Among the gharanas of pakhawaj solo that we have discussed in our current series, we have touched upon the Nana Saheb Panse gharana, which has followers primarily belonging to Maharashtra and Madhya Pradesh. There have been two other traditions of pakhawaj playing in Maharashtra, namely the Gurav parampara and the Mangalvedhekar parampara. Of these, recordings of the first style are not easily accessible. However, we will listen to recordings of one of the chief representatives of the second.
The first track recorded for All India Radio features Dattopant Mangalvedhekar accompanied on the sarangi by MR Khadilkar and on the violin by TR Tare. Unfortunately, the first taal has been incorrectly mentioned as Dhamaar. It is in fact Pancham Sawari, a rhythmic cycle of 15 matras or time-units.
Rarely heard in accompaniment and solo performances, there are differences of opinion regarding the structure of this taal and the theka or the basic mnemonic syllables representing the structure. In most cases, the cycle is divided into four parts – 4+3+5+3. The divisions with three matras have a special gait, which almost invites the successive vibhaag or division.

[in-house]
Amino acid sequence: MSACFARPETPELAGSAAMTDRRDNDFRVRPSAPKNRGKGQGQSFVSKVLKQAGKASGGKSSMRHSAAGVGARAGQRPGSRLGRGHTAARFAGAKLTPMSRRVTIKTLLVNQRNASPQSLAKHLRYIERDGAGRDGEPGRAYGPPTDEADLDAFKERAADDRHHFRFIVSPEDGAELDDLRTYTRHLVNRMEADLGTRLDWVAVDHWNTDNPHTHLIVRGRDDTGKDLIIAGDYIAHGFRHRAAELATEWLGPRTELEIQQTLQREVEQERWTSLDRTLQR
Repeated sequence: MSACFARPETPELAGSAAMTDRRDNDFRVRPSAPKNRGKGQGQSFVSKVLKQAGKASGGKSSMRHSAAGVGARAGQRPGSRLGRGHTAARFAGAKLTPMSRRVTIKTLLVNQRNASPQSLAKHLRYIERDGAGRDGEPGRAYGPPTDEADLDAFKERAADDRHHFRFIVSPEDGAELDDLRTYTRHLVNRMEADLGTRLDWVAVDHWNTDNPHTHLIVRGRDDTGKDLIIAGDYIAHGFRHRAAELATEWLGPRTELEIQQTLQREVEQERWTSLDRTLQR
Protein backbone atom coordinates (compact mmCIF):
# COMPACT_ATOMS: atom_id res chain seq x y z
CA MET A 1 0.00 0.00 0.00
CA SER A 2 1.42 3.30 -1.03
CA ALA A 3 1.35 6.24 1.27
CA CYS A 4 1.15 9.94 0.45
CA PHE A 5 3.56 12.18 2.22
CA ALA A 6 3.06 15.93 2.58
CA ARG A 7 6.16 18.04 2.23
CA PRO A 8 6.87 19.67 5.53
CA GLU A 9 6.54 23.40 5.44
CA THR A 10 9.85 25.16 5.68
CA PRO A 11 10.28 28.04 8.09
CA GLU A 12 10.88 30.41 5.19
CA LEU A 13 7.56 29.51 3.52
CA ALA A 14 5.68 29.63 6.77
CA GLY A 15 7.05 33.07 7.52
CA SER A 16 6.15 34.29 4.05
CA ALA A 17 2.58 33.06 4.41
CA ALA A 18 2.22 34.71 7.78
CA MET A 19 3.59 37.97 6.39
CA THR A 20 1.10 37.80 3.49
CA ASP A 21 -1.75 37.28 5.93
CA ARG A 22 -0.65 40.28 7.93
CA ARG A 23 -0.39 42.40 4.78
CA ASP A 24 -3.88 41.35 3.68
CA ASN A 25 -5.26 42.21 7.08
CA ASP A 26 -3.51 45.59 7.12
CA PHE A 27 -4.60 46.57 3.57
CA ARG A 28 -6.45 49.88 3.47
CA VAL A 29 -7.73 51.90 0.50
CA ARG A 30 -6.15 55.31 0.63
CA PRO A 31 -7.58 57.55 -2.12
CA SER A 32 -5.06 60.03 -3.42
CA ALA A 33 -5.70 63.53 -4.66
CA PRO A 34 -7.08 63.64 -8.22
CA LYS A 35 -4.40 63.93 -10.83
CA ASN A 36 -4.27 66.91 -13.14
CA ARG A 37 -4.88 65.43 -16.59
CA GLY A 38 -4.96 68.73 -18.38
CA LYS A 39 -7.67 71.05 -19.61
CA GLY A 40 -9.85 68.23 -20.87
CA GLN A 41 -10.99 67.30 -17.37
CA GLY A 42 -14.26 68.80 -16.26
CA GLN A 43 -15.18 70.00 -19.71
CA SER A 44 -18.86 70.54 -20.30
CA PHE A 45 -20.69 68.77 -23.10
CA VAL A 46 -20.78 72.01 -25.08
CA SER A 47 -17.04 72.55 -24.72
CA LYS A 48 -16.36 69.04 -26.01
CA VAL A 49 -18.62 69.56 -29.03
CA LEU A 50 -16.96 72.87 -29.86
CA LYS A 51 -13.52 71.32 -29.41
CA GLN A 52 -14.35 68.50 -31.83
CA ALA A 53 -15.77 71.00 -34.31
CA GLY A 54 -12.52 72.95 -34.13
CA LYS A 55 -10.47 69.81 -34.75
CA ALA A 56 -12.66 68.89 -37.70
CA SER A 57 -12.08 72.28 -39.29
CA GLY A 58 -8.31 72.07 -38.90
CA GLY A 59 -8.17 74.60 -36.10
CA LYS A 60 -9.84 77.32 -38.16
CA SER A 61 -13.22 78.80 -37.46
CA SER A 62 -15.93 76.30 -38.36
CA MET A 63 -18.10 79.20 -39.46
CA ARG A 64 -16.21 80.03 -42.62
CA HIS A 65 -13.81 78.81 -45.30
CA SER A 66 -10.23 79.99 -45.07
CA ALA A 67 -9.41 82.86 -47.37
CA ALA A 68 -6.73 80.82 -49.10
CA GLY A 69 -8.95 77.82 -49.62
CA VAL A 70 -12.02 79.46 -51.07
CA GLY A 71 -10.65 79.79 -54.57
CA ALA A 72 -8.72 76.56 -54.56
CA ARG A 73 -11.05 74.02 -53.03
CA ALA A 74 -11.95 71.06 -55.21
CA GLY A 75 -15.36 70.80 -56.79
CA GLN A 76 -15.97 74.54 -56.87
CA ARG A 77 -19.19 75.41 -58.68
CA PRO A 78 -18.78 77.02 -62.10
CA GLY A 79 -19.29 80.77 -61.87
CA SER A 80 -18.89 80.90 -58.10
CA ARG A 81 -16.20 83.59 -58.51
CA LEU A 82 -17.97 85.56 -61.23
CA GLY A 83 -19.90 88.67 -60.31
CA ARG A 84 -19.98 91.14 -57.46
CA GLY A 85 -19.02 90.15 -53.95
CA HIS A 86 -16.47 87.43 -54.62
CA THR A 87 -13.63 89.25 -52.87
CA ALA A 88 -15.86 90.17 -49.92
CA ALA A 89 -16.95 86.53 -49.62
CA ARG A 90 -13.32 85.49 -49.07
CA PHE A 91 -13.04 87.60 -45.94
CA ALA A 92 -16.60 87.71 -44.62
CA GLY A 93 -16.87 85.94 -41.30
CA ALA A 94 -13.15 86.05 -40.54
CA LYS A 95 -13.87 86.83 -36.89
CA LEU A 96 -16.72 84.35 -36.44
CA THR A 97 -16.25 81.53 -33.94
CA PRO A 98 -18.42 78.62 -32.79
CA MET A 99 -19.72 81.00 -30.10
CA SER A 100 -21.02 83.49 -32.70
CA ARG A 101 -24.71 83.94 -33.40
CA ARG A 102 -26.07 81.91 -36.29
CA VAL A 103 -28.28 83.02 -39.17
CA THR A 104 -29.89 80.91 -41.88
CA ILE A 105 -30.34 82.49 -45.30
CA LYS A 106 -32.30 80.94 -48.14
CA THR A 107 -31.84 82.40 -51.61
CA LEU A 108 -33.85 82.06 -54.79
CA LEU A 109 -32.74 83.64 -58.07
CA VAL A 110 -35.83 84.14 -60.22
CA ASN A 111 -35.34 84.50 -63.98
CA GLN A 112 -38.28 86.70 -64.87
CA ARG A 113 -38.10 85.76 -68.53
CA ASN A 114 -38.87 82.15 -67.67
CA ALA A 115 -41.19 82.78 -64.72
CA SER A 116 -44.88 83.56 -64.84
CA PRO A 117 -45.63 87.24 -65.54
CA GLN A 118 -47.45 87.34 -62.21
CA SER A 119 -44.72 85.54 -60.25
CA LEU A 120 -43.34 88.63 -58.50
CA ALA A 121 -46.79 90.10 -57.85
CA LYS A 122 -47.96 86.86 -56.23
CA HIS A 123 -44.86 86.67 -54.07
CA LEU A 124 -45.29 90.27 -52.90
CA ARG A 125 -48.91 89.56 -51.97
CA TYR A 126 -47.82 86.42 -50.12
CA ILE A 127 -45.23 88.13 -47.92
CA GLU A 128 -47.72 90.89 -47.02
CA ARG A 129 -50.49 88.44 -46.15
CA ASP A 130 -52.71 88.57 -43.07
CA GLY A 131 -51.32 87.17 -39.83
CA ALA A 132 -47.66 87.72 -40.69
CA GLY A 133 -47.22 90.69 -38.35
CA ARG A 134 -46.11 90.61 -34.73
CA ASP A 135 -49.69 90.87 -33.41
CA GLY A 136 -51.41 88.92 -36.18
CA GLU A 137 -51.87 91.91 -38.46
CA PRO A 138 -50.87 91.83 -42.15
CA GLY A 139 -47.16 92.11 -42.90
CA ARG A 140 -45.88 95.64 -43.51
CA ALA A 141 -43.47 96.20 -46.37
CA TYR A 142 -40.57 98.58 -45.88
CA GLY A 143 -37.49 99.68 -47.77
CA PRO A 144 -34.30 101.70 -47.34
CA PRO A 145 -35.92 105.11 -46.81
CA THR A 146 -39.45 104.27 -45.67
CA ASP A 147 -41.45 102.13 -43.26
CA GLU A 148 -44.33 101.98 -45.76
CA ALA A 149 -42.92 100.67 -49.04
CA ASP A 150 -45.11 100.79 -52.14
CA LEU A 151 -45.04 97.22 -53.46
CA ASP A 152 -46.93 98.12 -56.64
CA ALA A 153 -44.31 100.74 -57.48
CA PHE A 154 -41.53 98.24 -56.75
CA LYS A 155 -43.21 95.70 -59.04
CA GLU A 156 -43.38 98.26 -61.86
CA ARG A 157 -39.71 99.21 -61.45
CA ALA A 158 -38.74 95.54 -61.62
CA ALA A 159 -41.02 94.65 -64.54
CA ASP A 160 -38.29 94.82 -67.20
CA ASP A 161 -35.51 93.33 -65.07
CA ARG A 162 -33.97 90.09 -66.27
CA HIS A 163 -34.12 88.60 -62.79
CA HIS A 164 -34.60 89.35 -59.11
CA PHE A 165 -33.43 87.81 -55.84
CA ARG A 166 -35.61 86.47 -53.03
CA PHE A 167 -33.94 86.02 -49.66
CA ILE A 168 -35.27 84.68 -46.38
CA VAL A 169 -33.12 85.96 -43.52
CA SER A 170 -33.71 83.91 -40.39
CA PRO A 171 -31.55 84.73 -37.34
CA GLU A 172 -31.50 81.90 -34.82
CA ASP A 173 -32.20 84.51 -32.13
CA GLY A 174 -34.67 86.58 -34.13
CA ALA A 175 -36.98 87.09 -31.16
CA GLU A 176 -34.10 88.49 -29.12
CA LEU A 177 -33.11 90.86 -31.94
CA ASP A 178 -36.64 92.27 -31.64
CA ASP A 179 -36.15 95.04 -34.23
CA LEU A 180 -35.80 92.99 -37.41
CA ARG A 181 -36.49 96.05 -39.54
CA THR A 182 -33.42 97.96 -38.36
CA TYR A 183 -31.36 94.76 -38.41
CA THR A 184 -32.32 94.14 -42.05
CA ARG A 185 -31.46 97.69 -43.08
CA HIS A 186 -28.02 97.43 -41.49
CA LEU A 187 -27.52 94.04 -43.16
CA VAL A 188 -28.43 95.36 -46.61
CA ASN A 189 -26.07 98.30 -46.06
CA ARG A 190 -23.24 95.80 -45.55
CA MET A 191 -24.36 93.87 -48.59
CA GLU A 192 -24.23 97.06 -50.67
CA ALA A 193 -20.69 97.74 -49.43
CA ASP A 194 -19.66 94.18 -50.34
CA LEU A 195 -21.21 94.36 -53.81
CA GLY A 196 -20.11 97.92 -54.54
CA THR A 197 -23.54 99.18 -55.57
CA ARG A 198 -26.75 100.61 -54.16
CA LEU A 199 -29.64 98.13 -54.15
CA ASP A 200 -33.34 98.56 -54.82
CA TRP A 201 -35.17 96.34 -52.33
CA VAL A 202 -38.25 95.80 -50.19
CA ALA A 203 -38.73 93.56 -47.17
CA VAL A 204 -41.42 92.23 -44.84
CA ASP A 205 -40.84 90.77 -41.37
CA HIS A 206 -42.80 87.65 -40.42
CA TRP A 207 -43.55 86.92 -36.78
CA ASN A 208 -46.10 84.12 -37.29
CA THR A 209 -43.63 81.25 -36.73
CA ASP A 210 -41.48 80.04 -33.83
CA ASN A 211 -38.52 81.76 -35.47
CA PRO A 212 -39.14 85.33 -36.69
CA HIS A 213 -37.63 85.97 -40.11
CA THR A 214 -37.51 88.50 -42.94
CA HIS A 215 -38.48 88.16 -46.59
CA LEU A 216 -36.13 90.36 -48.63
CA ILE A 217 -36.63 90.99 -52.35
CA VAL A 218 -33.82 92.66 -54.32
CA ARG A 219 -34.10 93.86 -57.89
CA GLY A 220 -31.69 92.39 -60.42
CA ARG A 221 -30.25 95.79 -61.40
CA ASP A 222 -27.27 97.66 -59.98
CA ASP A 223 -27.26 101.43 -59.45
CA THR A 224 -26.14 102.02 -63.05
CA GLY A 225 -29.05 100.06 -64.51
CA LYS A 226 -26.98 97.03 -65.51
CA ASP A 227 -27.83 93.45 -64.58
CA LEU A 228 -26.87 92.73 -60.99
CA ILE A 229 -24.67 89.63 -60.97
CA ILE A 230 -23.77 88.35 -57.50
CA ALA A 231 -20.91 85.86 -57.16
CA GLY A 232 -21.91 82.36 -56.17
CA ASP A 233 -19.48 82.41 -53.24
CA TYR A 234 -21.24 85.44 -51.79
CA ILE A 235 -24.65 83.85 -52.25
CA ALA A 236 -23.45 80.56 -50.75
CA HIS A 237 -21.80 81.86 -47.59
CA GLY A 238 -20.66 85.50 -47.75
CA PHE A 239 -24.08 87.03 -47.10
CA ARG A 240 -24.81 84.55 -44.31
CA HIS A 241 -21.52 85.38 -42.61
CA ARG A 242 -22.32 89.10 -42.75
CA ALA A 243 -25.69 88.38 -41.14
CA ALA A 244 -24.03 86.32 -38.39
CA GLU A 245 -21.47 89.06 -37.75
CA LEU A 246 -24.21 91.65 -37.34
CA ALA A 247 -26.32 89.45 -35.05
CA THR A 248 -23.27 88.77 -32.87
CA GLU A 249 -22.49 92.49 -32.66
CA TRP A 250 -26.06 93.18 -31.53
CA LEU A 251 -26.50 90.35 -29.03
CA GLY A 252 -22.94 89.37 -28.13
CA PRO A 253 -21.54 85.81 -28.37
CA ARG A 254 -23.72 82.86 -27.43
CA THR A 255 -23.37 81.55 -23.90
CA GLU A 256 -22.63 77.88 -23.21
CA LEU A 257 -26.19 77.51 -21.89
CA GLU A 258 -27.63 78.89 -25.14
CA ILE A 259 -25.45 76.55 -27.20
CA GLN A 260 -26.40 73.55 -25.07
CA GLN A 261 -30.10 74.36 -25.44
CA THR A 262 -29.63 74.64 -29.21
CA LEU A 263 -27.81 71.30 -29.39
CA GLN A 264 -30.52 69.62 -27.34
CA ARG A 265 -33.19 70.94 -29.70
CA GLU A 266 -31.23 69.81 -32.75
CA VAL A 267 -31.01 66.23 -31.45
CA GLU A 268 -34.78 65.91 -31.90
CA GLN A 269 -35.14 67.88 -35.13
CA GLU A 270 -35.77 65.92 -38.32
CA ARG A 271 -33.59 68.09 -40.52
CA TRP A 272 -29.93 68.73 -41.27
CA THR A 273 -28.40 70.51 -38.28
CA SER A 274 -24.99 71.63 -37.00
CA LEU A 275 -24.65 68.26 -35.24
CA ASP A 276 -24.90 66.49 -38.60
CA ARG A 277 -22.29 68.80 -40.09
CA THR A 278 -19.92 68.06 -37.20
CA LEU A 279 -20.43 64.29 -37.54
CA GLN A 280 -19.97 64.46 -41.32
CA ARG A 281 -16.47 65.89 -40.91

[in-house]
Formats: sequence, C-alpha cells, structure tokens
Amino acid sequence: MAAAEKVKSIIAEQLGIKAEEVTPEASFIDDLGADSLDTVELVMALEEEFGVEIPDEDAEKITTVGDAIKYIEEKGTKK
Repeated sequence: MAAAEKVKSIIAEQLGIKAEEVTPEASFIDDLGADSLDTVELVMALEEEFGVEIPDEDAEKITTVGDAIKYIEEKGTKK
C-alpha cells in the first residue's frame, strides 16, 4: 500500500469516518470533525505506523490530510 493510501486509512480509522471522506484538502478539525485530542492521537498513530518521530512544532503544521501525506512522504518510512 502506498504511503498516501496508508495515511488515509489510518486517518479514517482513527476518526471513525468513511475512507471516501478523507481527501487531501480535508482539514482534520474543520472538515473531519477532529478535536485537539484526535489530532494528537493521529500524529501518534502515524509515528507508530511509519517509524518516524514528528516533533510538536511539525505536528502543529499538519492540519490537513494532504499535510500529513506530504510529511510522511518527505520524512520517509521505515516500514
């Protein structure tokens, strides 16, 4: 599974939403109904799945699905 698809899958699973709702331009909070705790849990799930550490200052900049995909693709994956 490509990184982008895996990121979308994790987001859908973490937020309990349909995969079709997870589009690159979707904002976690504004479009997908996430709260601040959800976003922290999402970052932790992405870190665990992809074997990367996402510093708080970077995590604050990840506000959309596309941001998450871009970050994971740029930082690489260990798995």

Another version of this taal is structured as 4+4+4+3. The last division has the same special gait inviting the succeeding vibhaag. In this case, it acts as a significant marker for the sam/sum or the first matra of the rhythmic cycle. Tabla and pakhawaj players who wish to be true to the overall framework rather than treat the cycle as a uniformly divisible entity choose to tailor their extendable compositions to suit these structures.
Mangalvedhekar’s interpretation of Pancham Sawari seems to follow the second structure.
The second part of this track is devoted to the 12-matra Chautaal, the most commonly heard taal in pakhawaj solo recitals.
We conclude with another track featuring Dattopant Mangalvedhekar (listeners are advised to use headphones). He plays the 14-matra Dhamaar.